Problems and Proofing Behavior
Letting your dog off-leash requires more thorough proofing of the behavior than most obedience commands. As your dog becomes more comfortable and well-behaved off-leash, work your way up to more challenging environments. Your dog should always follow your direction no matter the situation or distraction. For your dog's safety, it is never recommended to let your dog off-leash in crowded public areas or around traffic, regardless of the leash laws in that area.
Don't push your dog's limits or become too trusting or comfortable. Watch your dog's body language for any signs that things may go bad and always carry the leash with you.
Make sure you understand your dog's tendencies as well. Some dogs will never be able to resist certain distractions, especially dogs with high prey drives. There are some tendencies that put a dog at high-risk for danger when off the leash:
- Squirrel chaser: This includes other small animals like rabbits and cats.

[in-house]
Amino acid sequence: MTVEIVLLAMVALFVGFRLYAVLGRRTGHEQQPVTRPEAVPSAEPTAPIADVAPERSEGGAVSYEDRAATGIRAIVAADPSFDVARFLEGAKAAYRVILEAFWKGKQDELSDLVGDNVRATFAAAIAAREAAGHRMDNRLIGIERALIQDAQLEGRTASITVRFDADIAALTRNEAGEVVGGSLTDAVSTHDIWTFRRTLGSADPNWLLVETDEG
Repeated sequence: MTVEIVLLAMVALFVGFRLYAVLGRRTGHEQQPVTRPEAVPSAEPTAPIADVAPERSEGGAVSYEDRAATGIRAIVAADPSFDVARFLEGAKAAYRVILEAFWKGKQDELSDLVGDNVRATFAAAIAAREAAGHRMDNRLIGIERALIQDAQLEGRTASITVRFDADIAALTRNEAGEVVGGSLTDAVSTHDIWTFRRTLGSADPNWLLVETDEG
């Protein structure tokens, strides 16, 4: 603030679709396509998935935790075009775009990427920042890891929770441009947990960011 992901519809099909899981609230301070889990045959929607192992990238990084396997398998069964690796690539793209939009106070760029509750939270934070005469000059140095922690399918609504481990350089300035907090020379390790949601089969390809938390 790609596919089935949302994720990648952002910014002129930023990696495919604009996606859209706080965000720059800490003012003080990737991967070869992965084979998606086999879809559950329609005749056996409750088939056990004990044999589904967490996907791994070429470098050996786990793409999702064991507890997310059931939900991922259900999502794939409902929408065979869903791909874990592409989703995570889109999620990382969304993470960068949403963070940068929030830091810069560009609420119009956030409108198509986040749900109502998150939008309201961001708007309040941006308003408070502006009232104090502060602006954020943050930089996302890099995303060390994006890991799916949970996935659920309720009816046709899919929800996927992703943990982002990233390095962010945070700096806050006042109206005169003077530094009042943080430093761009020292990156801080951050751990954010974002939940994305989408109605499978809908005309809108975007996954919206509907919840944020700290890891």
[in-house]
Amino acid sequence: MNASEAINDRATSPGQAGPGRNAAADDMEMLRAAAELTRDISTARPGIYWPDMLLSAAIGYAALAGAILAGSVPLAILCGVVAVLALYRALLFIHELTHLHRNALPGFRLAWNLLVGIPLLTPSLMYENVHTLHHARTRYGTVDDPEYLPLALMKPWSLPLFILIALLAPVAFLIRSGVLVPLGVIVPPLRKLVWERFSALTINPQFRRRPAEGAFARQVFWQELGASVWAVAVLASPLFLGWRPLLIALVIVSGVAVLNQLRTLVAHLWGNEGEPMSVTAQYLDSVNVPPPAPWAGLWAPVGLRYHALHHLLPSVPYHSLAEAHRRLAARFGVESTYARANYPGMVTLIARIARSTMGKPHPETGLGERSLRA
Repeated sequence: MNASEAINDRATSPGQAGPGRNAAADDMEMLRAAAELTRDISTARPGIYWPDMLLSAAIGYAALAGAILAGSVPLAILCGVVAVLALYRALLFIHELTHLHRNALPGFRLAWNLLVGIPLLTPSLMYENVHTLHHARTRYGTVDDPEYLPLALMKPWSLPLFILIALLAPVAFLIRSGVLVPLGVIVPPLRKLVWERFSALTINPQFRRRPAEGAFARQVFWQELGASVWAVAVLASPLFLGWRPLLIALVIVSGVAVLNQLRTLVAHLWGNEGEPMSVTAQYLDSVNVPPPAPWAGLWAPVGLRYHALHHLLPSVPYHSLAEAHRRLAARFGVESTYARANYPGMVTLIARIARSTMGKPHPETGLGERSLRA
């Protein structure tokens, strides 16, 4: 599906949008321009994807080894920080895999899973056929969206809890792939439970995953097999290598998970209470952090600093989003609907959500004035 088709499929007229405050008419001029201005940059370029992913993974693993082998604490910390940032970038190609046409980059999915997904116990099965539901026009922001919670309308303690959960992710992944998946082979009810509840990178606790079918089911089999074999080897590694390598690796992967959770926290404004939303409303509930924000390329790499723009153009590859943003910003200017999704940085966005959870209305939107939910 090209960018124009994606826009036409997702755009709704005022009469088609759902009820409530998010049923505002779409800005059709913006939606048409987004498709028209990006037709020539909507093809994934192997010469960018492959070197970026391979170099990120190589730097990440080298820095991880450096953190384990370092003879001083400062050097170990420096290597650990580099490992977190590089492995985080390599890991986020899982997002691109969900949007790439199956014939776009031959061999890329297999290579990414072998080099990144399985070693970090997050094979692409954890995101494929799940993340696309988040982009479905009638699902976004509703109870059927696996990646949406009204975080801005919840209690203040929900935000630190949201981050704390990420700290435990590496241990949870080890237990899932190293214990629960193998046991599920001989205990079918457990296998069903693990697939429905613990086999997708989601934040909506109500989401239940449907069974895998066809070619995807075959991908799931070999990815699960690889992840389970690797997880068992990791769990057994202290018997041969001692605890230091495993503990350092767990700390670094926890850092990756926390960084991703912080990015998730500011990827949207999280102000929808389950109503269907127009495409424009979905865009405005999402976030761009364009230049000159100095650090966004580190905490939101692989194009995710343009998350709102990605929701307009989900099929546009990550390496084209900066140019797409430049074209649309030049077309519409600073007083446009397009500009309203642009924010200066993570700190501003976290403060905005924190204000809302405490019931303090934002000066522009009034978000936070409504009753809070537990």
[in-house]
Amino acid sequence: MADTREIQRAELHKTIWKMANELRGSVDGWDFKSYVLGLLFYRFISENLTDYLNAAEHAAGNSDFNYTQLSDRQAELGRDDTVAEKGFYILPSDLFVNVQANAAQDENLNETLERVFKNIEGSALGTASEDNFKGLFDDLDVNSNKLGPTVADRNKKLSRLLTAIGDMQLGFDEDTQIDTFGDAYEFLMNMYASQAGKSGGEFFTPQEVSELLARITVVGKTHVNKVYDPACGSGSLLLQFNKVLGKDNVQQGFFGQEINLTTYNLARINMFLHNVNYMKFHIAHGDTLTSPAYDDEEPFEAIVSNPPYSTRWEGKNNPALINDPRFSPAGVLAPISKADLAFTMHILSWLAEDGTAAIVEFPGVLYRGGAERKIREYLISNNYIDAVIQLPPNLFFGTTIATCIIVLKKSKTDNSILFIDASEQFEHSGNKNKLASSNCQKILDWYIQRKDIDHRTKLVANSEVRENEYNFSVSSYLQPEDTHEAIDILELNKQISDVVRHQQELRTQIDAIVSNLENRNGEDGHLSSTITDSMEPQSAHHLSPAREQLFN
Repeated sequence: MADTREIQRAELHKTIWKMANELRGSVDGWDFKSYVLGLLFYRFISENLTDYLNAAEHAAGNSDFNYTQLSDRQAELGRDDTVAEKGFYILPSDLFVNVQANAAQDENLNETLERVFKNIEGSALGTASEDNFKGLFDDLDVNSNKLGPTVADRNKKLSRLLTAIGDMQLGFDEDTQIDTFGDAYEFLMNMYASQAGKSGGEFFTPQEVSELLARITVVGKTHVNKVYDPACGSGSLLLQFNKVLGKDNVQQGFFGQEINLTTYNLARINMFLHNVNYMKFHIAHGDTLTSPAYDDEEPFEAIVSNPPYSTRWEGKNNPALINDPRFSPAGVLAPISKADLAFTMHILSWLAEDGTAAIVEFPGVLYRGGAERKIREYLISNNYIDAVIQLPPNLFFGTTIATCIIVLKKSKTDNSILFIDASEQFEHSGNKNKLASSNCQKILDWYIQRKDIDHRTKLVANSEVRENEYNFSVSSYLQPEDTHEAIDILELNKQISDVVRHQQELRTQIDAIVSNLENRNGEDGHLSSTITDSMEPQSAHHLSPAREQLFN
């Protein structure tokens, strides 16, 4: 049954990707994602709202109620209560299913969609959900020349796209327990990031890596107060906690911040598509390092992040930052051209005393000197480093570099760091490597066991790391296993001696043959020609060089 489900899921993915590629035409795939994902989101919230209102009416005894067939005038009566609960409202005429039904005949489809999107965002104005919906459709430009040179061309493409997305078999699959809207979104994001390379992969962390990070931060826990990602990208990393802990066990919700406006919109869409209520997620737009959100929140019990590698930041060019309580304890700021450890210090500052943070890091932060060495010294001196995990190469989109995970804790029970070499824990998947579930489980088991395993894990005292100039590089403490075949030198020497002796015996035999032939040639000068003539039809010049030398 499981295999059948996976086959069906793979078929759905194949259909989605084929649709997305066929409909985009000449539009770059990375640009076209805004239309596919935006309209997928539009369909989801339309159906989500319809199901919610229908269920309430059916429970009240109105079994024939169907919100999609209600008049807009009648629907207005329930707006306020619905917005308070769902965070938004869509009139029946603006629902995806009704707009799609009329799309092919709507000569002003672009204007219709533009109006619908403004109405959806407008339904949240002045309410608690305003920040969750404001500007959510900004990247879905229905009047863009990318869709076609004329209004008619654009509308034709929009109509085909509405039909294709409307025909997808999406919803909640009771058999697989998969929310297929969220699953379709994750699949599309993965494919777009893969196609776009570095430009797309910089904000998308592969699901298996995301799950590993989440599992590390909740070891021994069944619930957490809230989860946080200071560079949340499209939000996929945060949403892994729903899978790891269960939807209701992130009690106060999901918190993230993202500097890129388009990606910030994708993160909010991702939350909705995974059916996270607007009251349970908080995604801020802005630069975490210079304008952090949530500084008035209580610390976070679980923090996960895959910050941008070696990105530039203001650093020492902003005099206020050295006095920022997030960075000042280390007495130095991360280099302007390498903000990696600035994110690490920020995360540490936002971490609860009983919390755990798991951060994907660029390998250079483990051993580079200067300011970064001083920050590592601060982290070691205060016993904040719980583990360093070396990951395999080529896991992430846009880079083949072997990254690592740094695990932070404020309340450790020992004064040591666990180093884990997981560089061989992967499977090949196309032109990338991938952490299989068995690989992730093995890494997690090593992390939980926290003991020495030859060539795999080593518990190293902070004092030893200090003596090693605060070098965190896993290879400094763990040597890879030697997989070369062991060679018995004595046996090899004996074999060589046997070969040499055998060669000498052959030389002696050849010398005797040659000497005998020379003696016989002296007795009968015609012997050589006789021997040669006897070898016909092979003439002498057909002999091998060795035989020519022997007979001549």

- Car-chaser: Heelers and other chasing dogs can either be hit by cars or cause a car accident.
- Noise-phobic: Such as dogs who are afraid of thunder, fireworks, a car backfiring, etc., which may cause it to run off out of fright.
- Reactive or hyperactive around other dogs: Dogs who either show aggression or get too excited when other dogs are near can get into dogfights.
- Wanderlust: Some dogs simply want to explore too much and may run away while completely ignoring anything you say or do.
Training can help minimize some tendencies, but rarely will they completely vanish. If you know your dog cannot resist a response to certain stimuli, then you must understand the risks when it is off leash. If you have any doubts, it's best to keep the leash. You can, however, consider a long lead to give your dog space to explore or take it to fenced-in areas where it can safely play off-leash. Remember, it's always best to put safety first.